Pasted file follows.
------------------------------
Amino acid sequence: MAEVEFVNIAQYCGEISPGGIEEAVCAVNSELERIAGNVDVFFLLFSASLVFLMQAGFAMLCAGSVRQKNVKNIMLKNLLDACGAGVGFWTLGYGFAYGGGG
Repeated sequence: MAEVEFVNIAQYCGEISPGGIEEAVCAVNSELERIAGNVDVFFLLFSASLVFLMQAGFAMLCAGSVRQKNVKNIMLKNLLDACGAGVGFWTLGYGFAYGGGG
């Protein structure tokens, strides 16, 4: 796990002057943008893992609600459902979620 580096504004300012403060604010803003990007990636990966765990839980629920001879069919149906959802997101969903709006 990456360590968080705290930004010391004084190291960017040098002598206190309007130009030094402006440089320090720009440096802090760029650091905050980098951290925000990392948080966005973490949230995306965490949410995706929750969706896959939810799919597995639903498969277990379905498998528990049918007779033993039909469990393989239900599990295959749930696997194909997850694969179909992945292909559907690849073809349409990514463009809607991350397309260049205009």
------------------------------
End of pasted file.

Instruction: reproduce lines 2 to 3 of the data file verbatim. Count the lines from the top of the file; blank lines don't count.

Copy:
Repeated sequence: MAEVEFVNIAQYCGEISPGGIEEAVCAVNSELERIAGNVDVFFLLFSASLVFLMQAGFAMLCAGSVRQKNVKNIMLKNLLDACGAGVGFWTLGYGFAYGGGG
């Protein structure tokens, strides 16, 4: 796990002057943008893992609600459902979620 580096504004300012403060604010803003990007990636990966765990839980629920001879069919149906959802997101969903709006 990456360590968080705290930004010391004084190291960017040098002598206190309007130009030094402006440089320090720009440096802090760029650091905050980098951290925000990392948080966005973490949230995306965490949410995706929750969706896959939810799919597995639903498969277990379905498998528990049918007779033993039909469990393989239900599990295959749930696997194909997850694969179909992945292909559907690849073809349409990514463009809607991350397309260049205009």